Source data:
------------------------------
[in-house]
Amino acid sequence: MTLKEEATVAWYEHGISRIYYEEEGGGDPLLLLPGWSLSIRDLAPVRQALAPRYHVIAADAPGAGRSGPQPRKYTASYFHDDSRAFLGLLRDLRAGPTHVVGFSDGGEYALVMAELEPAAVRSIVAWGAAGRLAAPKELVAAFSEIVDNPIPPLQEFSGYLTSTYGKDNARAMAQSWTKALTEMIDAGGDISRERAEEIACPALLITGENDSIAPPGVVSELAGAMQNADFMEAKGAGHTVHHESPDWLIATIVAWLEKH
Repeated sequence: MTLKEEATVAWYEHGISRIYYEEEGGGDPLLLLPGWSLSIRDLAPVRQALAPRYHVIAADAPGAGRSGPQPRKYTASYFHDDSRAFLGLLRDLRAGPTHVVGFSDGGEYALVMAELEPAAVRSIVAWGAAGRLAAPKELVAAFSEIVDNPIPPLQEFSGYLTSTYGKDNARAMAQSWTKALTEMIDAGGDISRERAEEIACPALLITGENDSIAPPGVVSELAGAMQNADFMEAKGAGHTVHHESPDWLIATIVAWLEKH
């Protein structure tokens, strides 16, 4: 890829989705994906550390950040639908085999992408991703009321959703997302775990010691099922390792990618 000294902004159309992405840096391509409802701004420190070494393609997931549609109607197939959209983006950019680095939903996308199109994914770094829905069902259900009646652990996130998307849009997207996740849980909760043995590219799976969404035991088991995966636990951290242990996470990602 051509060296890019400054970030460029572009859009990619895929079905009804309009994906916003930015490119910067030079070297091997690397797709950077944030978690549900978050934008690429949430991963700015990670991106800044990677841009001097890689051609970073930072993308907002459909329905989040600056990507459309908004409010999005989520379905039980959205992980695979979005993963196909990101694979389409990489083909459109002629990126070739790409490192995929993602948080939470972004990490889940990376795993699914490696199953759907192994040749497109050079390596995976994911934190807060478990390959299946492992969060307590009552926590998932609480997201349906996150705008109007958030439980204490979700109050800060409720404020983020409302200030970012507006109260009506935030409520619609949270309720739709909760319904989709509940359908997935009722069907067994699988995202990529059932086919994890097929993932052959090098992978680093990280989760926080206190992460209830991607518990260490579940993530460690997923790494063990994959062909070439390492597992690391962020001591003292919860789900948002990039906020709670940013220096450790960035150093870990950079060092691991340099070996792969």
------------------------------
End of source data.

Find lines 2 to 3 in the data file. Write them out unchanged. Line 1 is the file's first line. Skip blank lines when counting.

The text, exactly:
Amino acid sequence: MTLKEEATVAWYEHGISRIYYEEEGGGDPLLLLPGWSLSIRDLAPVRQALAPRYHVIAADAPGAGRSGPQPRKYTASYFHDDSRAFLGLLRDLRAGPTHVVGFSDGGEYALVMAELEPAAVRSIVAWGAAGRLAAPKELVAAFSEIVDNPIPPLQEFSGYLTSTYGKDNARAMAQSWTKALTEMIDAGGDISRERAEEIACPALLITGENDSIAPPGVVSELAGAMQNADFMEAKGAGHTVHHESPDWLIATIVAWLEKH
Repeated sequence: MTLKEEATVAWYEHGISRIYYEEEGGGDPLLLLPGWSLSIRDLAPVRQALAPRYHVIAADAPGAGRSGPQPRKYTASYFHDDSRAFLGLLRDLRAGPTHVVGFSDGGEYALVMAELEPAAVRSIVAWGAAGRLAAPKELVAAFSEIVDNPIPPLQEFSGYLTSTYGKDNARAMAQSWTKALTEMIDAGGDISRERAEEIACPALLITGENDSIAPPGVVSELAGAMQNADFMEAKGAGHTVHHESPDWLIATIVAWLEKH